World Day against Child labor 2009
FAMOUS ENGLISH poet William Wordsworth once said, “The Child is the father of the
For those unlucky children living in misery, the International Labour Organisation (ILO) has declared June 12 as World Day Against Child Labour, which is observed across the world. Sadly the day is not popular as Valentine Day, Friendship Day or other celebrated day, but the concerned people across the world give importance to this day and observe with great enthusiasm. Non-government organisations, human right activists and other social welfare organisations work at their best to spread awareness among common people related to child labour.
According the ILO estimate, about 165 million children between the ages of five and 14 are involved in child labour across the world. Usually each year on World Day Against Child Labour, the ILO focusses on one of the ’Worst Forms of Child labour’ listed in Convention No 182. Like many countries in the world, child labour condition is also very bad in
Seeing the continuous growth in the number of child labour across the world the United Nations (UN) and the broader international community have set up the Millennium Development Goals. The community has set the target that by the year 2015, all boys and girls will complete a full course of primary education with gender parity. However, these targets cannot be fulfilled unless the factors that generate child labour and prevent poor families from sending their children to school are addressed.
Significant In 2009
The World Day this year marks the tenth anniversary of the adoption of the landmark ILO Convention No. 182, which addresses the need for action to tackle the worst forms of child labour. Whilst celebrating progress made during the past ten years, the World Day will highlight the continuing challenges, with a focus on exploitation of girls in child labour.
Around the world, an estimated 100 million girls are involved in child labour. Many of these girls undertake similar types of work as boys, but often also endure additional hardships and face extra risks. Moreover, girls are all too often exposed to some of the worst forms of child labour, often in hidden work situations.
On this World Day call for:
- Policy responses to address the causes of child labour, paying particular attention to the situation of girls.
- Urgent action to tackle the worst forms of child labour.
- Greater attention to the education and skills training needs of adolescent girls - a key action point in tackling child labour and providing a pathway for girls to gain Decent Work as adults.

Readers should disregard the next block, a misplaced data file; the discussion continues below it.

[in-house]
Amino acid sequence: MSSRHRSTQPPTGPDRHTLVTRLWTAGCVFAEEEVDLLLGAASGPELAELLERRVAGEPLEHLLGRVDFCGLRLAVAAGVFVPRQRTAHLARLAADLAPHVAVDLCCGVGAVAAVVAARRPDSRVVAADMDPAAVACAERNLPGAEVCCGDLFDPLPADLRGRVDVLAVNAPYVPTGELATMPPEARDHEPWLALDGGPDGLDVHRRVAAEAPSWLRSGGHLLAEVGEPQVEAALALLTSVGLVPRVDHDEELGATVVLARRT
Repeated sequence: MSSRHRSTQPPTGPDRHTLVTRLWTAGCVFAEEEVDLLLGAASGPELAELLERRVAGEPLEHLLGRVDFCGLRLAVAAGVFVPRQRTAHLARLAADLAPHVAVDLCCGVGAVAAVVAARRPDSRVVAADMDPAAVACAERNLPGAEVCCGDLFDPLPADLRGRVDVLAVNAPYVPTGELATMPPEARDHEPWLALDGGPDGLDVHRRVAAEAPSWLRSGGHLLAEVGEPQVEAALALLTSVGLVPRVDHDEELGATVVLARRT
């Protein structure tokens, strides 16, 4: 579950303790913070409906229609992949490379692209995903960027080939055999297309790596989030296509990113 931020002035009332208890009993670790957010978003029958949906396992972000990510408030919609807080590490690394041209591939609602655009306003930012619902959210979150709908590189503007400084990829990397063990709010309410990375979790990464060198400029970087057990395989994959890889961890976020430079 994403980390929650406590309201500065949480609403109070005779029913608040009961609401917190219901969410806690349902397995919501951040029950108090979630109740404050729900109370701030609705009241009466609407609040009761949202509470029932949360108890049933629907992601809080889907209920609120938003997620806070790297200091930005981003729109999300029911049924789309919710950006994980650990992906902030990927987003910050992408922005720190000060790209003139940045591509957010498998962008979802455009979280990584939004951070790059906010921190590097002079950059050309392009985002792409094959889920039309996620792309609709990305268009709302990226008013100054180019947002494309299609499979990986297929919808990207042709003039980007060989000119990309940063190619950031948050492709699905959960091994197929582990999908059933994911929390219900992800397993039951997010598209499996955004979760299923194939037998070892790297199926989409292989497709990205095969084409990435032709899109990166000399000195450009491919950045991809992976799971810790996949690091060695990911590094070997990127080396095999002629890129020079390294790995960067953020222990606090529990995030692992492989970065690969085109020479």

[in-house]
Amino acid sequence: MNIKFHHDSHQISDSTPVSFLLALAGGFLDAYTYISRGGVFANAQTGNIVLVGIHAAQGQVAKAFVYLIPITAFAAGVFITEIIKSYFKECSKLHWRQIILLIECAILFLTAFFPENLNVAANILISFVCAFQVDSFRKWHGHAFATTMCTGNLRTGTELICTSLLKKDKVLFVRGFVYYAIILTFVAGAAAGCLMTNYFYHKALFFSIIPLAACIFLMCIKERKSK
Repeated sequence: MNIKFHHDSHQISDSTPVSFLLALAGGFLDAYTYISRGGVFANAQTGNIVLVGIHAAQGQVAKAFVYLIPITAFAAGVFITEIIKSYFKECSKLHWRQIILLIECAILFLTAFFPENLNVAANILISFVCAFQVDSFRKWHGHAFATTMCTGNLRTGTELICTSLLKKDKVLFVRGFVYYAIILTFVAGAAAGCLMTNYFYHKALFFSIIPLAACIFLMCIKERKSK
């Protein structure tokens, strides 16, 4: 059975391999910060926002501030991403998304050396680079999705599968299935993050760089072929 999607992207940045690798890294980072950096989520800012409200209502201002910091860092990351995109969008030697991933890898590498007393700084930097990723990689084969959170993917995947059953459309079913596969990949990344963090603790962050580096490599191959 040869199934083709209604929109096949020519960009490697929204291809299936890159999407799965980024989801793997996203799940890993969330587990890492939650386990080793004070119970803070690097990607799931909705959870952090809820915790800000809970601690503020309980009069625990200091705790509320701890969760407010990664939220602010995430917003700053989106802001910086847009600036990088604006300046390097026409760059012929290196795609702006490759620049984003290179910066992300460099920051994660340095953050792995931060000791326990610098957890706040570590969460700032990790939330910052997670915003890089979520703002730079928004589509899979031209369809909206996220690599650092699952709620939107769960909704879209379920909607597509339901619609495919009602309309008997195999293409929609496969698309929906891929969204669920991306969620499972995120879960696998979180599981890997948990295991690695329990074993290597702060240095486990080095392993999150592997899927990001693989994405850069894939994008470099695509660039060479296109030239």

Girls and Child labor
Large numbers of young girls labour in agriculture and in the manufacturing sector, frequently working in dangerous conditions. A major sector of employment for young girls is domestic work in third party households. Oftentimes this work is hidden from the public eye, leading to particular dangers and risks. The extreme exploitation of girls in the worst forms of child labour includes slavery, bonded labour, prostitution and pornography.
Girls face multiple disadvantages
Most child labour is rooted in poverty, often associated with multiple disadvantage. Socio-economic inequalities based on language, race, disability and rural-urban differences remain deeply entrenched. Girls can face particular disadvantages due to discrimination and practices which allocate certain forms of work to girls. Many girls take on unpaid household work for their families, usually more so than boys. This work may include childcare, cooking, cleaning, and fetching water and fuel. Girls often also have to combine long hours of household chores with some form of economic activity outside the household presenting girls with a “double burden”. This can have a negative impact on any opportunity for school attendance and can present a physical danger to girls.
Girls still disadvantaged in education
Millennium Development Goal 2 calls for all children to complete a full course of primary education by 2015. Millennium Development Goal 3 has a target of eliminating gender disparity both in primary and secondary education. However globally some 75 million children are still not enrolled in primary school. For every 100 boys in school, there are only 94 girls and girls in rural areas are particularly disadvantaged. Gross enrolment at secondary level in developing countries is 61% for boys and 57% for girls. In least developed countries the figures are 32% for boys and 26% for girls. It is clear that in much of the developing world huge numbers of girls are failing to access education at post primary level.
Girls may often be the last to be enrolled and the first to be withdrawn from schools if a family has to make a choice between sending a boy or girl to school. Girls’ access to education may also be limited by other factors, for example the safety of the journey to school or lack of adequate water and sanitation facilities.
Without access to quality education, girls drift into the labour force at an early age well below the minimum age of employment. It is therefore vital to extend secondary education and skills training for girls and to ensure that children from poor and rural households can access this provision.
On this important day, we should at least think about the possible ways to stop the child labour and save the children who are future of nation. We should create awareness among the parents that children need a good quality education and proper training for acquiring the skills necessary to succeed in the labour market. Last but not the least, those who hire children for work should think whether they will allow their children to do the same work. If such thinking will develop in the society then the evil of child labour can be removed from the world.